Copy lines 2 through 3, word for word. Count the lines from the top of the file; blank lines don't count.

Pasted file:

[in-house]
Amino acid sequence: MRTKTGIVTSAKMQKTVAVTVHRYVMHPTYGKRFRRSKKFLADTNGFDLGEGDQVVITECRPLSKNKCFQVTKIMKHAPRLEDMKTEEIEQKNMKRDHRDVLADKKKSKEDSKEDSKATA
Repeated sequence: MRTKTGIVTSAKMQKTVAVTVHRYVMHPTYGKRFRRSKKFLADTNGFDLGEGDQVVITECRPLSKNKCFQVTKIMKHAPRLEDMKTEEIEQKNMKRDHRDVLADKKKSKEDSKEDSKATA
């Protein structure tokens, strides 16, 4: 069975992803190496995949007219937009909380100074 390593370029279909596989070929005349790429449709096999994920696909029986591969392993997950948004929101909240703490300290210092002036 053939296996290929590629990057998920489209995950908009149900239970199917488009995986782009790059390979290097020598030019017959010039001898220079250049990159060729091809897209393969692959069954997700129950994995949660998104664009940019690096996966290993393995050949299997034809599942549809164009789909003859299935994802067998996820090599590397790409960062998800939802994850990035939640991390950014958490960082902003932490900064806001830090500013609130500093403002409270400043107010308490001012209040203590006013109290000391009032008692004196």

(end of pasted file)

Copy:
Amino acid sequence: MRTKTGIVTSAKMQKTVAVTVHRYVMHPTYGKRFRRSKKFLADTNGFDLGEGDQVVITECRPLSKNKCFQVTKIMKHAPRLEDMKTEEIEQKNMKRDHRDVLADKKKSKEDSKEDSKATA
Repeated sequence: MRTKTGIVTSAKMQKTVAVTVHRYVMHPTYGKRFRRSKKFLADTNGFDLGEGDQVVITECRPLSKNKCFQVTKIMKHAPRLEDMKTEEIEQKNMKRDHRDVLADKKKSKEDSKEDSKATA